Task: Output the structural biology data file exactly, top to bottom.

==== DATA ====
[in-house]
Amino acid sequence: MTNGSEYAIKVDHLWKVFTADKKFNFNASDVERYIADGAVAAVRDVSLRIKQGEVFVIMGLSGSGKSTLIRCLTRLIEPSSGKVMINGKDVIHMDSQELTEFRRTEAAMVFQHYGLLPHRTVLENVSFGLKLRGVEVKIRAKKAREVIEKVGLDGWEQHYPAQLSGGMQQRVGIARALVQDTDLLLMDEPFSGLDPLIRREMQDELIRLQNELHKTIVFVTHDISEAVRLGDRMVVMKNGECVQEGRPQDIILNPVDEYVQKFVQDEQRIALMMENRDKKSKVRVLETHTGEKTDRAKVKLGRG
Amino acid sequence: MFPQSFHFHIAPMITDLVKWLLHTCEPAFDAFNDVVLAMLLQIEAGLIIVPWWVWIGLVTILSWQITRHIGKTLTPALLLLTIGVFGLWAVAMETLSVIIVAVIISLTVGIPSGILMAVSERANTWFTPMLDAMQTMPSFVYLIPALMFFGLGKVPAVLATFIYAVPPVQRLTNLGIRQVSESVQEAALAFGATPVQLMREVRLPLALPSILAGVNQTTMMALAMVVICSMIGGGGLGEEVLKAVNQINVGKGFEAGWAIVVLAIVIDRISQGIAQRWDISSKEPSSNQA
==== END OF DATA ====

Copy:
[in-house]
Amino acid sequence: MTNGSEYAIKVDHLWKVFTADKKFNFNASDVERYIADGAVAAVRDVSLRIKQGEVFVIMGLSGSGKSTLIRCLTRLIEPSSGKVMINGKDVIHMDSQELTEFRRTEAAMVFQHYGLLPHRTVLENVSFGLKLRGVEVKIRAKKAREVIEKVGLDGWEQHYPAQLSGGMQQRVGIARALVQDTDLLLMDEPFSGLDPLIRREMQDELIRLQNELHKTIVFVTHDISEAVRLGDRMVVMKNGECVQEGRPQDIILNPVDEYVQKFVQDEQRIALMMENRDKKSKVRVLETHTGEKTDRAKVKLGRG
Amino acid sequence: MFPQSFHFHIAPMITDLVKWLLHTCEPAFDAFNDVVLAMLLQIEAGLIIVPWWVWIGLVTILSWQITRHIGKTLTPALLLLTIGVFGLWAVAMETLSVIIVAVIISLTVGIPSGILMAVSERANTWFTPMLDAMQTMPSFVYLIPALMFFGLGKVPAVLATFIYAVPPVQRLTNLGIRQVSESVQEAALAFGATPVQLMREVRLPLALPSILAGVNQTTMMALAMVVICSMIGGGGLGEEVLKAVNQINVGKGFEAGWAIVVLAIVIDRISQGIAQRWDISSKEPSSNQA